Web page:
At the height of the gold rush, Dawson City was overflowing with people and problems. There was a lot of trouble with the cost of living and accommodations. Eventually law and order was stored and the city became very well - known. The marshy swamp was soon enough turned into a great city with hardworking people, leisure activities and with enough amenities for everyone. The town site was named in January 1897 after Dr. George M. Dawson, the director of the Geological Survey of Canada. The town began to grow almost immediately, even before it was surveyed.
Dawson City was created following the historic discovery of gold on Bonanza Creek. The gold on the Klondike valley was discovered in August 1896 but this news didn't reach the outside world until July 1897 because Yukon was very remote from civilisation. Joe Ladue a former prospector was the founder. Joe Ladue intended to get rich not from gold but from real estate, he knew that merchants in gold camps prosper more than miners so he decided to build a city.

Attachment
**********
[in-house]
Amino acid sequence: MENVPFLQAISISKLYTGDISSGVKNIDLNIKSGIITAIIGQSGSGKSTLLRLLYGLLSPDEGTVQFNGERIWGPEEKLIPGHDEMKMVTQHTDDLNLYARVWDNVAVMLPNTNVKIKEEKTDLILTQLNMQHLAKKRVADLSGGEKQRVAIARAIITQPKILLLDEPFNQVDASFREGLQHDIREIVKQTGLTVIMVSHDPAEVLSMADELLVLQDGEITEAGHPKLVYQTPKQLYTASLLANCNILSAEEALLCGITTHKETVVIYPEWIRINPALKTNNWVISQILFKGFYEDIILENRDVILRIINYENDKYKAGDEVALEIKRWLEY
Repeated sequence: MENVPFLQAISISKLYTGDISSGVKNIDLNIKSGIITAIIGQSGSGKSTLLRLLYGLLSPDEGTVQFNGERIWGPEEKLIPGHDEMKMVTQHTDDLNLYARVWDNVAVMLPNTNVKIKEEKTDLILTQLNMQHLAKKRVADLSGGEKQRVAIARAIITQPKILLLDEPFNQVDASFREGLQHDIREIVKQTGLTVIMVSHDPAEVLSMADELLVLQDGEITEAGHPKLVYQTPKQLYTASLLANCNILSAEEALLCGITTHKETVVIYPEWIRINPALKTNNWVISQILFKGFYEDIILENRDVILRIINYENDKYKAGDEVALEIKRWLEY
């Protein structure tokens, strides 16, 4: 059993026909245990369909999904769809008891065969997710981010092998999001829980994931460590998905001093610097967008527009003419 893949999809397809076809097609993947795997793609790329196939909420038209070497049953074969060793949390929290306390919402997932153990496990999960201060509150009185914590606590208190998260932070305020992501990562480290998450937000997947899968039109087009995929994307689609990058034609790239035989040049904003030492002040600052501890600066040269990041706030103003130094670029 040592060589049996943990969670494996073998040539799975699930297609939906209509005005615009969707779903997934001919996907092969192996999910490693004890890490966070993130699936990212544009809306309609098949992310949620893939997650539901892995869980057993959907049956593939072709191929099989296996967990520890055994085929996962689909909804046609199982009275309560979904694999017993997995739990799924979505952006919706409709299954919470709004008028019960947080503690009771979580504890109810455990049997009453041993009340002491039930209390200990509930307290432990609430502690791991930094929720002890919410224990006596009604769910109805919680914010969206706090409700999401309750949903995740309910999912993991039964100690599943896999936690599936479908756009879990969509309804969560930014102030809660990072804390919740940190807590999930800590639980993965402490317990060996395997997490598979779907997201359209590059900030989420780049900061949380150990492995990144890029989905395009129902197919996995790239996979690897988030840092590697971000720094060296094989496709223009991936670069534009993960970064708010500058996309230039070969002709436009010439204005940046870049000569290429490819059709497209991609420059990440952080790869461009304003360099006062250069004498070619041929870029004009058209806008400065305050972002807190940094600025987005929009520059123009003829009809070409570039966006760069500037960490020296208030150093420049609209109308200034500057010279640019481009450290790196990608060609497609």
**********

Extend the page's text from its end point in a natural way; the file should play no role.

September 1st 1896 Ladue built his first house, six months later he had 500 more. The houses were sold for $5 - $25 - $300 each. The houses were built of wood and canvas and they were heated with primitive wood stoves and lit by candles and coal lamps. The houses were built in a hurry and fires occurred a lot.
The population was rags and riches; some people drank champagne and ate caviar and oysters for breakfast; while others survived on stale bread, lard and tea. In two years it became the largest city in Canada west of Winnipeg with a population that varied between 30,000 and 40,000 people. Because Dawson City was new, a lot of people came...